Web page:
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-   -   What's making you happy today? (http://cellar.org/showthread.php?t=14055)

DanaC 01-04-2009 07:22 AM

Of course she is, that's the law!

Sundae 01-04-2009 09:43 AM

Nah - pub deal, not a dedicated carvery.
Although I found a proper time-warp 70's-80's restaurant when I first lived in London called The Dolphin which still had tomato soup and prawn cocktail starters, full roast dinners and a sweet trolley. We ordered a bottle of Mattheus Rose to wash it down.

This was just a carvery. Pictures in the Aylesbury thread. It was lovely.
And my bro stopped by (the house) when we got back, which always makes me happy.

TheMercenary 01-04-2009 09:50 AM

Quote:

Originally Posted by Sundae Girl
We're going out for a pub lunch.
To a carvery!
It's all very retro, and very exciting.

If only my camera battery was charged.
I might make my Dad take his camera instead.
Time travelling is always worth a photo.

Quote:

Are you going to have Prawns Marie Rose for starters and black Forest Gateau for pud?
A carvery?

Prawns Marie Rose = Big shrimp cooked in wine?

black Forest Gateau?

pud?

Translate please.

A common people separated by language.

Sundae 01-04-2009 10:14 AM

Quote:

Originally Posted by TheMercenary (Post 518865)
A carvery?

It's like a buffet formed of the constituents for a roast dinner.
You choose one of the meats - usually a choice of three or four.
The standards are pork/ lamb/ beef/ poultry plus one other.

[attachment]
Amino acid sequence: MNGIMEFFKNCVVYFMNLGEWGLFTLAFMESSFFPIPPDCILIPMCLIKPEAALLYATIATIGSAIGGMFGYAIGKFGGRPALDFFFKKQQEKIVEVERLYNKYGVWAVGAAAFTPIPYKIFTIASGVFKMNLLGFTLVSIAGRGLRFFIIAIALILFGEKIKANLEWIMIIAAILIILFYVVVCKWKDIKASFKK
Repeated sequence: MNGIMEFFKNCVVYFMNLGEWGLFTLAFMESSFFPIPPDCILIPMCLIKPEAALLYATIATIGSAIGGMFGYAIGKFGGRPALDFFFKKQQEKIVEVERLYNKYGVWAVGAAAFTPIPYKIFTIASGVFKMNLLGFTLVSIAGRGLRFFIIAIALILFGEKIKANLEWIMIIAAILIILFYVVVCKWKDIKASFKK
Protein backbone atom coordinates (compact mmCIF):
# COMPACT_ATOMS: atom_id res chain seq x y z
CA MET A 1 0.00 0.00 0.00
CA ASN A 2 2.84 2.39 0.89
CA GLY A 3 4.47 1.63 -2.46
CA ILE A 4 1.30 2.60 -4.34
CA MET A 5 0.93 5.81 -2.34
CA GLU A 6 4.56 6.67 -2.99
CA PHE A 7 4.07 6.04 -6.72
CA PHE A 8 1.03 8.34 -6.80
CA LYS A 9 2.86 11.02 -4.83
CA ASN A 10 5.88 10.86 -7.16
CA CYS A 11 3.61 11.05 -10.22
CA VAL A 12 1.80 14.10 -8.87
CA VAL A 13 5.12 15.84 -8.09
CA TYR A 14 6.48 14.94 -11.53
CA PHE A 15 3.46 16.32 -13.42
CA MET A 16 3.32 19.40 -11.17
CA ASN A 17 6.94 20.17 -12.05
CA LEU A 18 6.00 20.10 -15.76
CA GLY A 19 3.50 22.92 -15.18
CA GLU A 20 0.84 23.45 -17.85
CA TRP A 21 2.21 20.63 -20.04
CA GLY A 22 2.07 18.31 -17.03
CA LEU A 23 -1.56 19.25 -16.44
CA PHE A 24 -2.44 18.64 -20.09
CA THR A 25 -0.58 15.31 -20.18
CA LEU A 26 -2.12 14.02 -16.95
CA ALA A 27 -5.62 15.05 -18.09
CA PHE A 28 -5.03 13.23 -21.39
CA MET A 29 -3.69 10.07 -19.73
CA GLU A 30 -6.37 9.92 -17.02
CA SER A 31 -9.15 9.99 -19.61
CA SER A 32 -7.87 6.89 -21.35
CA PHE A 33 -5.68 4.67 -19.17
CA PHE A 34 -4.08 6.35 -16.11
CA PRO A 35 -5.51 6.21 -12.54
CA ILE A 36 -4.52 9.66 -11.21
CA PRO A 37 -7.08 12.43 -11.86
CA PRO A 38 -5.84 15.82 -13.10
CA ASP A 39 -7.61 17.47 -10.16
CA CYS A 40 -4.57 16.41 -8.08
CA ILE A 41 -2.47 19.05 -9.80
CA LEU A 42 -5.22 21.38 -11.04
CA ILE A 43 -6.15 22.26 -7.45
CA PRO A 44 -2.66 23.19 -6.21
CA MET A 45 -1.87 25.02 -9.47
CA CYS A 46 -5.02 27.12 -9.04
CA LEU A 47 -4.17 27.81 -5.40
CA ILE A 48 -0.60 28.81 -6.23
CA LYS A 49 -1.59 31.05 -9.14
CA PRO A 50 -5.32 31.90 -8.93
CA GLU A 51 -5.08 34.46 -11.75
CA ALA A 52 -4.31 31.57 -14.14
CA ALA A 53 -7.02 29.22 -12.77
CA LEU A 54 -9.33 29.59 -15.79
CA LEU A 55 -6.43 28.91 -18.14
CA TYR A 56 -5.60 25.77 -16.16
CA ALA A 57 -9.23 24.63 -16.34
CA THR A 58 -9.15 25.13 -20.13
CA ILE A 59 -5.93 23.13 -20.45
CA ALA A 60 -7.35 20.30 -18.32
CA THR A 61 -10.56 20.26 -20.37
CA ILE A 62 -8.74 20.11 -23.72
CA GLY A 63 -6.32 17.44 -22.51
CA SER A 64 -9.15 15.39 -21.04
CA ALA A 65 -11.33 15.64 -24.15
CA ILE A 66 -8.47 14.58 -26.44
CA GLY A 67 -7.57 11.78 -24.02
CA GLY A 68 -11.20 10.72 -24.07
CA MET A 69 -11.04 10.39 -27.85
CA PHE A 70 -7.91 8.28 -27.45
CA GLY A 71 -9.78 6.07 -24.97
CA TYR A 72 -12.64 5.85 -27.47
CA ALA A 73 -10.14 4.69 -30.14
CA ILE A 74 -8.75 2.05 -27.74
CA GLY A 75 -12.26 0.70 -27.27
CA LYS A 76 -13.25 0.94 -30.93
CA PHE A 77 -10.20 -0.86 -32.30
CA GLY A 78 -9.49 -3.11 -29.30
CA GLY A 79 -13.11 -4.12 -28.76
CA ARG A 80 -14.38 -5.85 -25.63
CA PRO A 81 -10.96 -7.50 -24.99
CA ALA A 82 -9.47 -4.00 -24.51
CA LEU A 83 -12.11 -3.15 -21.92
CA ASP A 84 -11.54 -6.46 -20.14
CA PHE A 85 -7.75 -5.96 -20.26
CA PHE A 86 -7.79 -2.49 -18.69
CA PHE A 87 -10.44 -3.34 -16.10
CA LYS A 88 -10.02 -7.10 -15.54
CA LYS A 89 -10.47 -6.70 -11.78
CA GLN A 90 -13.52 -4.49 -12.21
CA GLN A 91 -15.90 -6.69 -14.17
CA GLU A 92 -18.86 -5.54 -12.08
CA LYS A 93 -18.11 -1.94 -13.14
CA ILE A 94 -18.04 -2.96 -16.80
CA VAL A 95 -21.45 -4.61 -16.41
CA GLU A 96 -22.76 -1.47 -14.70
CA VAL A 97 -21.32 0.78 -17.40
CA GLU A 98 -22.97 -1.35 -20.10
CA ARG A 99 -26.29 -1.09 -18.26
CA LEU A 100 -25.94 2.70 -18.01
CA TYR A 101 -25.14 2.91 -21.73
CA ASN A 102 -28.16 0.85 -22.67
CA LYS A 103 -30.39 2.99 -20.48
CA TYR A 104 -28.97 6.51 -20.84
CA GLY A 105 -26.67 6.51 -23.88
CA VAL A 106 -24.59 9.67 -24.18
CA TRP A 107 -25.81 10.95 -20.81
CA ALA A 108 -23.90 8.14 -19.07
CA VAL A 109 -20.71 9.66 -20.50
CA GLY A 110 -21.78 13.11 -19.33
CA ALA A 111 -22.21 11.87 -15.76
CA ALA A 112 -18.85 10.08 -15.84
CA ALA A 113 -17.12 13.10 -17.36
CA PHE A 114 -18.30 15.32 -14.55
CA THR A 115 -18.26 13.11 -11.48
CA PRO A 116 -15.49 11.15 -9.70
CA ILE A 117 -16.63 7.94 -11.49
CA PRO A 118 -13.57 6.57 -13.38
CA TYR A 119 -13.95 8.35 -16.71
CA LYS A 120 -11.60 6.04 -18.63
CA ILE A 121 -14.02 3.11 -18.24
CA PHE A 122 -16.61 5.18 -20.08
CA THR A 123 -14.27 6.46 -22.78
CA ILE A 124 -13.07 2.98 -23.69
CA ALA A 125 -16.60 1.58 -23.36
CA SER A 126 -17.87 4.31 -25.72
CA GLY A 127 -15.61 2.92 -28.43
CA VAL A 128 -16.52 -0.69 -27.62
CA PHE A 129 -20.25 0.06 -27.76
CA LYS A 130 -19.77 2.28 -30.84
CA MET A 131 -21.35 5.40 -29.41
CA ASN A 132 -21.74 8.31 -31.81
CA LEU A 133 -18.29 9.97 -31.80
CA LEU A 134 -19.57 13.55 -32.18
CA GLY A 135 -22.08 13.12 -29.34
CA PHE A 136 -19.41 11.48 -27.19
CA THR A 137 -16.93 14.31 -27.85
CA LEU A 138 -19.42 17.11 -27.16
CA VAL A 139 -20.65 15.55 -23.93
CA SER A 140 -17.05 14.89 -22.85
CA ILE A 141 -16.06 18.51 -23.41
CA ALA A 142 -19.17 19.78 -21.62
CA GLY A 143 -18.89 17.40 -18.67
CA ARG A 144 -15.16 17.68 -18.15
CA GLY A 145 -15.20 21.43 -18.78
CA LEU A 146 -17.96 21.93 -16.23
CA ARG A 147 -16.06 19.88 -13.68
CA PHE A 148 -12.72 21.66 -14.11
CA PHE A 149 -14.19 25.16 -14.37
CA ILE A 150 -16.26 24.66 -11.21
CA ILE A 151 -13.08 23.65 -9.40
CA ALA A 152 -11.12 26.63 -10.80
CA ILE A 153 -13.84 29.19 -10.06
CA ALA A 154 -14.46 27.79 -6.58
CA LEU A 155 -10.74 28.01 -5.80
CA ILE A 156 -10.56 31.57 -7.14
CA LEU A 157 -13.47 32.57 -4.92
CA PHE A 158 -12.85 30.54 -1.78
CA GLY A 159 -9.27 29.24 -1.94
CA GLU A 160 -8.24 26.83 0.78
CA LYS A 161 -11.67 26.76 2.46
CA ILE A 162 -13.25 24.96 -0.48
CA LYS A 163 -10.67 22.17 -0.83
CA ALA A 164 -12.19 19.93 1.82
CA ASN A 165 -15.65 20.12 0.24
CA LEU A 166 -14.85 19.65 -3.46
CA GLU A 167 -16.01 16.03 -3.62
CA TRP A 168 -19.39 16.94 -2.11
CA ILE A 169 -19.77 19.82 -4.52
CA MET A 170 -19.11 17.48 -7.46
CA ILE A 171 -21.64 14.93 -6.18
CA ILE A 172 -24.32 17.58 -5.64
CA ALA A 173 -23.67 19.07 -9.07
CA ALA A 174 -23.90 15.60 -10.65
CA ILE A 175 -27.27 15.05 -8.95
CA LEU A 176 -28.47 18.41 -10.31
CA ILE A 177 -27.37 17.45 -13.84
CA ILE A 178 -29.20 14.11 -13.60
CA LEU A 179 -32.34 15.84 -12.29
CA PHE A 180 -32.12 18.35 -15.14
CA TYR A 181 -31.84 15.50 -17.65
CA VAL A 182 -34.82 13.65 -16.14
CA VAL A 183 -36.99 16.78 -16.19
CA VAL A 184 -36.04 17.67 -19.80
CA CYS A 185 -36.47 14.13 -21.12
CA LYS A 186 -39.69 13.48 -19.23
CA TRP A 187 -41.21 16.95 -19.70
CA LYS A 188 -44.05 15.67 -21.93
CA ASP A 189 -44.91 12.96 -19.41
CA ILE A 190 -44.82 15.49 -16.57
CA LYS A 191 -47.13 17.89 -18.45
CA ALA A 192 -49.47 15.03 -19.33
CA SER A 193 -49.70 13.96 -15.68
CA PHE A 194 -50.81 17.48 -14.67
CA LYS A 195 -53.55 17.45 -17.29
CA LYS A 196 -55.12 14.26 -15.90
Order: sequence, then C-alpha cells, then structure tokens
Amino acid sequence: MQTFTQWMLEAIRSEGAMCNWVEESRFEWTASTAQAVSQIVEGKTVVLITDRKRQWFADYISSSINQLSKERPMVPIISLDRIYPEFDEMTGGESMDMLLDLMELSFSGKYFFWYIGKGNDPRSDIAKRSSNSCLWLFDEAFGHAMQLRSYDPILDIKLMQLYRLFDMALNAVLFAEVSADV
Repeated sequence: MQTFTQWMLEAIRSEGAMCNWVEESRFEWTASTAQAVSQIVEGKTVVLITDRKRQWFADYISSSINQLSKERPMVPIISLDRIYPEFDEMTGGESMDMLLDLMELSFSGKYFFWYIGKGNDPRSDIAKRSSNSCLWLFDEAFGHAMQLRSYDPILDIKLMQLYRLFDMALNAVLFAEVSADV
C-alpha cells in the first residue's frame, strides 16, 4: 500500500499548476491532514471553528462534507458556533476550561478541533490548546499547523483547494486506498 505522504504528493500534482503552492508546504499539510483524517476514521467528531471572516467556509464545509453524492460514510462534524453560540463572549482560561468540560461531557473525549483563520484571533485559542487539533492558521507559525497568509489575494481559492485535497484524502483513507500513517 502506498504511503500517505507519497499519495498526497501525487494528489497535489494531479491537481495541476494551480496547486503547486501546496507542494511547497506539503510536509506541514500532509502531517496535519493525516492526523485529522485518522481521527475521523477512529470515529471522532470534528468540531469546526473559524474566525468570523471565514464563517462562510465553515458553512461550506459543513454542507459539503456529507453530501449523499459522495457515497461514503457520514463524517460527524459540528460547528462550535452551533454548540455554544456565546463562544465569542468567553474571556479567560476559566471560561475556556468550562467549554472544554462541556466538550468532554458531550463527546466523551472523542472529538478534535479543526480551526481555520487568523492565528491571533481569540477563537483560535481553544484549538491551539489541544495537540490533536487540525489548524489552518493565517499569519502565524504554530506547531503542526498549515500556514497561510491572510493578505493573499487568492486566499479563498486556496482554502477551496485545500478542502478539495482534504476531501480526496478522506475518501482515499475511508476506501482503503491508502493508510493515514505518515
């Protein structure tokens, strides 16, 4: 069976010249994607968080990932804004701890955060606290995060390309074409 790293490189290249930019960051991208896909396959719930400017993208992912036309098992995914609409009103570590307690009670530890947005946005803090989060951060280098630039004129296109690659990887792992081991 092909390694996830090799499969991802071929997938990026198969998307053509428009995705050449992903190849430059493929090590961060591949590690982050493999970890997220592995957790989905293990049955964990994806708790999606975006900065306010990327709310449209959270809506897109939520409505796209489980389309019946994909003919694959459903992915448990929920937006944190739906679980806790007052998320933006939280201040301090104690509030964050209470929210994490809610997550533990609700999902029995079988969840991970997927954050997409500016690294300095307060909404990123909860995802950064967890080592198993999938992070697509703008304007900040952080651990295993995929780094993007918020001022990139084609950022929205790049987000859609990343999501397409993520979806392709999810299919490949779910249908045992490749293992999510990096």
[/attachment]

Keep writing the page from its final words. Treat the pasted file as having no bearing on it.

They carve it, then you add your accompaniments from a selection.
This will include all the necessaries for the roasts on offer - yorkshire puddings (beef), crackling (pork), stuffing (poultry) and all the various condiments inc bread sauce, horseradish, mustard, apple sauce, cranberry sauce et al.

They used to be HUGE - both in popularity and selection, but now whole restaurants are not given over to them, only corners of pubs.
Quote:

Prawns Marie Rose = Big shrimp cooked in wine?
It's what we call a Prawn Cocktail. What you would call shrimp, in a sundae glass, on top of lettuce, drizzled with a seafood sauce and occasionally sprinkled with paprika. A '70s classic.
Quote:

black Forest Gateau?
Again, something on sweet (dessert) trolleys in childhood. Chocolate cake in three layers with black cherries and cream in between, topped with both and rolled in chocolate flakes. Usually served with single (pouring) cream.
Quote:

pud?
Pudding. Equals dessert.

To see a modern carvery, see the Aylesbury thread.
It's retro for us, and great fun.

TheMercenary 01-04-2009 10:32 AM

Sounds awesome. Makes me hungry thinking about it. Thanks for the explanation.

wolf 01-04-2009 11:16 AM

Okay, so I think I got it ...